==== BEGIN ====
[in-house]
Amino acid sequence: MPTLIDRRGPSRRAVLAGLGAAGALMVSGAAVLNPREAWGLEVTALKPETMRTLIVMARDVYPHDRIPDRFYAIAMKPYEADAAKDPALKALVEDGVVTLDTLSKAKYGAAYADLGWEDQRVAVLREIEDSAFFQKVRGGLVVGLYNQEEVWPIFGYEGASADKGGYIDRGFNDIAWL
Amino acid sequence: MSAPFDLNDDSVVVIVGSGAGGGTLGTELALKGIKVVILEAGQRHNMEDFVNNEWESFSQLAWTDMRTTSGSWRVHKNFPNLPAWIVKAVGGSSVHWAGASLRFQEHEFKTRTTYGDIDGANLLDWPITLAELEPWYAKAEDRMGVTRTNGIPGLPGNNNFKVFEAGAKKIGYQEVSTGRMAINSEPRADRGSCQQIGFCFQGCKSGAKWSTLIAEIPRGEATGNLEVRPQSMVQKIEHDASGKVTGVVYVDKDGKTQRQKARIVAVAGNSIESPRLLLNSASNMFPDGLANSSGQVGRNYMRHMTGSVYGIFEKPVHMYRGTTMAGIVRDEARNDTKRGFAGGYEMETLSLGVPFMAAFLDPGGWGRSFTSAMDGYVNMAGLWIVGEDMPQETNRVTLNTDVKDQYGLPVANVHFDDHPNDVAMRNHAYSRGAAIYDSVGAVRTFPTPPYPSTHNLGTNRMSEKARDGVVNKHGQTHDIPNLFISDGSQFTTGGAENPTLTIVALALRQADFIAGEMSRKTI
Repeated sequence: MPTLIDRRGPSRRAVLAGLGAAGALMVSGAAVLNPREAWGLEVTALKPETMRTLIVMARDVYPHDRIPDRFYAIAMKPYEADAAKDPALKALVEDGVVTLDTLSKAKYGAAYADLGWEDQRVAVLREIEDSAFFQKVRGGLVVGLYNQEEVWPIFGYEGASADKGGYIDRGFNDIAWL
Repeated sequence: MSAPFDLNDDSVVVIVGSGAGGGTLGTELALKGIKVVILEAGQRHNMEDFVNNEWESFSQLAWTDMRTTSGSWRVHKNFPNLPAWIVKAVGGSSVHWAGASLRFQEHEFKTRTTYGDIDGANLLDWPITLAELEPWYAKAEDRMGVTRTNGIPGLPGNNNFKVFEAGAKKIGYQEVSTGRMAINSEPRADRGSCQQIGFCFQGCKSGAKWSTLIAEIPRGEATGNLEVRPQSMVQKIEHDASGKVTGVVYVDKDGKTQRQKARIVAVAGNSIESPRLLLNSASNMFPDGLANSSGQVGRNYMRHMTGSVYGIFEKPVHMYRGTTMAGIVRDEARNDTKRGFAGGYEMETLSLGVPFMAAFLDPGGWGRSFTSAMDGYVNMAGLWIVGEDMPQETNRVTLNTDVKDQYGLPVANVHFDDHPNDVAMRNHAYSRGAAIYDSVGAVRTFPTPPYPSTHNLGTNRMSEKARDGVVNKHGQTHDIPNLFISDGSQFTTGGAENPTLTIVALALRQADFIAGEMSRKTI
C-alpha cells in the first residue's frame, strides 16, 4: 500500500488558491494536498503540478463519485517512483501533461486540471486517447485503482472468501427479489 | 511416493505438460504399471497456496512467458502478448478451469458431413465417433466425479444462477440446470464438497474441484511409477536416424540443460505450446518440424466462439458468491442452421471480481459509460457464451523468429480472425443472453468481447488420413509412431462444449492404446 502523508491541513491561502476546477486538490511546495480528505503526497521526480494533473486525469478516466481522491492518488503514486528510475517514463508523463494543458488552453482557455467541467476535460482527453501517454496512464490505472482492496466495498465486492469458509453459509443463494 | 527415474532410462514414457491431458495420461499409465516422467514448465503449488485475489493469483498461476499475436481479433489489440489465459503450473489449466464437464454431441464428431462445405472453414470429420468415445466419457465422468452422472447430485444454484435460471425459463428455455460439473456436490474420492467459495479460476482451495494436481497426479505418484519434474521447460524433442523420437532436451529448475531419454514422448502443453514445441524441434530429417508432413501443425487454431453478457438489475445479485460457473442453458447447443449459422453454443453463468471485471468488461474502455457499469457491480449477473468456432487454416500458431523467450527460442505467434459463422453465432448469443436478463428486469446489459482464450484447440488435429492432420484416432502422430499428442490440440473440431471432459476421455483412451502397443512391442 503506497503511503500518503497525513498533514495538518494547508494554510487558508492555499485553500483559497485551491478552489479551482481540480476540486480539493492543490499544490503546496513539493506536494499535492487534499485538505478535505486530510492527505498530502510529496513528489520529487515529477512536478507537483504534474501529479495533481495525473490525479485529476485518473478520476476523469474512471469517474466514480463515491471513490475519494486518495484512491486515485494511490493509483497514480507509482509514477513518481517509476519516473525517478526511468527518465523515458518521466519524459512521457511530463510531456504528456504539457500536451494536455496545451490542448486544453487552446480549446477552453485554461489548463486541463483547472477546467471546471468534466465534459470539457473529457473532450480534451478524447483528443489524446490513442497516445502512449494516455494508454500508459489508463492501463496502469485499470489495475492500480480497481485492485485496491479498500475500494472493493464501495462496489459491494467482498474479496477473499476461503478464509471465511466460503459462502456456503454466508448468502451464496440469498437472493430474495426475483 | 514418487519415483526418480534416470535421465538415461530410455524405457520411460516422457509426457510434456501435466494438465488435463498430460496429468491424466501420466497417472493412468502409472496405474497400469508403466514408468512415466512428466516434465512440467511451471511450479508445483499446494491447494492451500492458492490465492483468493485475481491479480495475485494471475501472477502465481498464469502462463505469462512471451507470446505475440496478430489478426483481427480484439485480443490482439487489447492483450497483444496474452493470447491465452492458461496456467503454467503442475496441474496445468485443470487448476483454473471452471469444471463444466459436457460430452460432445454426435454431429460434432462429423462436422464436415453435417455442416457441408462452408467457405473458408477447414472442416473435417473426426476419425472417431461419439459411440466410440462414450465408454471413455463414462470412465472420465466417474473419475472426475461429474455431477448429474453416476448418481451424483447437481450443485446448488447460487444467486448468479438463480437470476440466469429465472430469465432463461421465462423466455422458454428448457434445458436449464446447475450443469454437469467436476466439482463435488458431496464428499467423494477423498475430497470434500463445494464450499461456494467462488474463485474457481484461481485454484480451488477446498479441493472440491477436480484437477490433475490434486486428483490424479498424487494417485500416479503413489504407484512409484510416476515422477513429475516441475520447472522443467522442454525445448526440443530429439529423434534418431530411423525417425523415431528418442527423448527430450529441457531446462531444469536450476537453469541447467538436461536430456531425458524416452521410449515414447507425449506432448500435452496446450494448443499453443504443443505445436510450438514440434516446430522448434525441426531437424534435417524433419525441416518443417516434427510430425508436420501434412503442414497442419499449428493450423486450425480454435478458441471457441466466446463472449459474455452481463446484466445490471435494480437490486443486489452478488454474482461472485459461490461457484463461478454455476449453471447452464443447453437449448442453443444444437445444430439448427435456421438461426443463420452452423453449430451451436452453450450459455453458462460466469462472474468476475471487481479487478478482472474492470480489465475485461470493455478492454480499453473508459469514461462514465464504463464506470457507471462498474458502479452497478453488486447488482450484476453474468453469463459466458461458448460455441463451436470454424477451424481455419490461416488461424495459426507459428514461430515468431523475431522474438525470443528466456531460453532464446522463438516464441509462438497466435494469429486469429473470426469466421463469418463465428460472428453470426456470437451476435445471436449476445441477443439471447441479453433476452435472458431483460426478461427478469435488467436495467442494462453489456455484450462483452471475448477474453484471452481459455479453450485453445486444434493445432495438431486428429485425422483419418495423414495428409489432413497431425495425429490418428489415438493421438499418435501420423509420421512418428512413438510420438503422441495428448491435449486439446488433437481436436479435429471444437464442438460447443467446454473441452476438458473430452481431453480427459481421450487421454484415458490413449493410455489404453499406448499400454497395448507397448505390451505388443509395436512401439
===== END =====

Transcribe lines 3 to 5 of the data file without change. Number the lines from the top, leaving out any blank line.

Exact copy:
Amino acid sequence: MSAPFDLNDDSVVVIVGSGAGGGTLGTELALKGIKVVILEAGQRHNMEDFVNNEWESFSQLAWTDMRTTSGSWRVHKNFPNLPAWIVKAVGGSSVHWAGASLRFQEHEFKTRTTYGDIDGANLLDWPITLAELEPWYAKAEDRMGVTRTNGIPGLPGNNNFKVFEAGAKKIGYQEVSTGRMAINSEPRADRGSCQQIGFCFQGCKSGAKWSTLIAEIPRGEATGNLEVRPQSMVQKIEHDASGKVTGVVYVDKDGKTQRQKARIVAVAGNSIESPRLLLNSASNMFPDGLANSSGQVGRNYMRHMTGSVYGIFEKPVHMYRGTTMAGIVRDEARNDTKRGFAGGYEMETLSLGVPFMAAFLDPGGWGRSFTSAMDGYVNMAGLWIVGEDMPQETNRVTLNTDVKDQYGLPVANVHFDDHPNDVAMRNHAYSRGAAIYDSVGAVRTFPTPPYPSTHNLGTNRMSEKARDGVVNKHGQTHDIPNLFISDGSQFTTGGAENPTLTIVALALRQADFIAGEMSRKTI
Repeated sequence: MPTLIDRRGPSRRAVLAGLGAAGALMVSGAAVLNPREAWGLEVTALKPETMRTLIVMARDVYPHDRIPDRFYAIAMKPYEADAAKDPALKALVEDGVVTLDTLSKAKYGAAYADLGWEDQRVAVLREIEDSAFFQKVRGGLVVGLYNQEEVWPIFGYEGASADKGGYIDRGFNDIAWL
Repeated sequence: MSAPFDLNDDSVVVIVGSGAGGGTLGTELALKGIKVVILEAGQRHNMEDFVNNEWESFSQLAWTDMRTTSGSWRVHKNFPNLPAWIVKAVGGSSVHWAGASLRFQEHEFKTRTTYGDIDGANLLDWPITLAELEPWYAKAEDRMGVTRTNGIPGLPGNNNFKVFEAGAKKIGYQEVSTGRMAINSEPRADRGSCQQIGFCFQGCKSGAKWSTLIAEIPRGEATGNLEVRPQSMVQKIEHDASGKVTGVVYVDKDGKTQRQKARIVAVAGNSIESPRLLLNSASNMFPDGLANSSGQVGRNYMRHMTGSVYGIFEKPVHMYRGTTMAGIVRDEARNDTKRGFAGGYEMETLSLGVPFMAAFLDPGGWGRSFTSAMDGYVNMAGLWIVGEDMPQETNRVTLNTDVKDQYGLPVANVHFDDHPNDVAMRNHAYSRGAAIYDSVGAVRTFPTPPYPSTHNLGTNRMSEKARDGVVNKHGQTHDIPNLFISDGSQFTTGGAENPTLTIVALALRQADFIAGEMSRKTI